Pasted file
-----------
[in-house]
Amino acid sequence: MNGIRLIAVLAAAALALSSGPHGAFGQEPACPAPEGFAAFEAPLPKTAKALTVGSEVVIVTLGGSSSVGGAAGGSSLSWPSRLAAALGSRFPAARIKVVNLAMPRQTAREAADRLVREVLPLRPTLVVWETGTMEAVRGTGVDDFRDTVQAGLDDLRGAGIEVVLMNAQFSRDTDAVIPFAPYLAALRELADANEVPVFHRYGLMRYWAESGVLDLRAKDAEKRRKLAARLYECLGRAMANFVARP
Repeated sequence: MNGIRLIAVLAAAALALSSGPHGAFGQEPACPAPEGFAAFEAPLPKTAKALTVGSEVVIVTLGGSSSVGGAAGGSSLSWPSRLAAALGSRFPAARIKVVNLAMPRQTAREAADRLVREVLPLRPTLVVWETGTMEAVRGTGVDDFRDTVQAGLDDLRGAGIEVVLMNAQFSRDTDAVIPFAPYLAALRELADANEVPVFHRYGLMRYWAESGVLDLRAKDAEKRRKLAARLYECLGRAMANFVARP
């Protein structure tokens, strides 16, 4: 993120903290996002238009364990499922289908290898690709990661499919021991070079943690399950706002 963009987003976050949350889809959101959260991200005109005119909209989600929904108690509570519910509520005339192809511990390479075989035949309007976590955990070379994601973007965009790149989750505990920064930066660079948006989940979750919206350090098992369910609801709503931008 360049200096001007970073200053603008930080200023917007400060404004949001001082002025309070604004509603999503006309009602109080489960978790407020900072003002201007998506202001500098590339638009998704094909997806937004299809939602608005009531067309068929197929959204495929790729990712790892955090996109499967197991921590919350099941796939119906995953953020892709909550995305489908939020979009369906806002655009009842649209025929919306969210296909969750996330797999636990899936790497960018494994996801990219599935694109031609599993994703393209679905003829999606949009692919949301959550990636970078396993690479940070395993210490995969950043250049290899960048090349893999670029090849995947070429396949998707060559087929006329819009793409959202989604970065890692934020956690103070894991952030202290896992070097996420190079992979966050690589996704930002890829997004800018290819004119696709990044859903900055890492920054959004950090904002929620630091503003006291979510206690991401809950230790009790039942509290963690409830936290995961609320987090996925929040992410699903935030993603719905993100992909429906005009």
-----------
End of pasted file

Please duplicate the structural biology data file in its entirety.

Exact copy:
[in-house]
Amino acid sequence: MNGIRLIAVLAAAALALSSGPHGAFGQEPACPAPEGFAAFEAPLPKTAKALTVGSEVVIVTLGGSSSVGGAAGGSSLSWPSRLAAALGSRFPAARIKVVNLAMPRQTAREAADRLVREVLPLRPTLVVWETGTMEAVRGTGVDDFRDTVQAGLDDLRGAGIEVVLMNAQFSRDTDAVIPFAPYLAALRELADANEVPVFHRYGLMRYWAESGVLDLRAKDAEKRRKLAARLYECLGRAMANFVARP
Repeated sequence: MNGIRLIAVLAAAALALSSGPHGAFGQEPACPAPEGFAAFEAPLPKTAKALTVGSEVVIVTLGGSSSVGGAAGGSSLSWPSRLAAALGSRFPAARIKVVNLAMPRQTAREAADRLVREVLPLRPTLVVWETGTMEAVRGTGVDDFRDTVQAGLDDLRGAGIEVVLMNAQFSRDTDAVIPFAPYLAALRELADANEVPVFHRYGLMRYWAESGVLDLRAKDAEKRRKLAARLYECLGRAMANFVARP
């Protein structure tokens, strides 16, 4: 993120903290996002238009364990499922289908290898690709990661499919021991070079943690399950706002 963009987003976050949350889809959101959260991200005109005119909209989600929904108690509570519910509520005339192809511990390479075989035949309007976590955990070379994601973007965009790149989750505990920064930066660079948006989940979750919206350090098992369910609801709503931008 360049200096001007970073200053603008930080200023917007400060404004949001001082002025309070604004509603999503006309009602109080489960978790407020900072003002201007998506202001500098590339638009998704094909997806937004299809939602608005009531067309068929197929959204495929790729990712790892955090996109499967197991921590919350099941796939119906995953953020892709909550995305489908939020979009369906806002655009009842649209025929919306969210296909969750996330797999636990899936790497960018494994996801990219599935694109031609599993994703393209679905003829999606949009692919949301959550990636970078396993690479940070395993210490995969950043250049290899960048090349893999670029090849995947070429396949998707060559087929006329819009793409959202989604970065890692934020956690103070894991952030202290896992070097996420190079992979966050690589996704930002890829997004800018290819004119696709990044859903900055890492920054959004950090904002929620630091503003006291979510206690991401809950230790009790039942509290963690409830936290995961609320987090996925929040992410699903935030993603719905993100992909429906005009």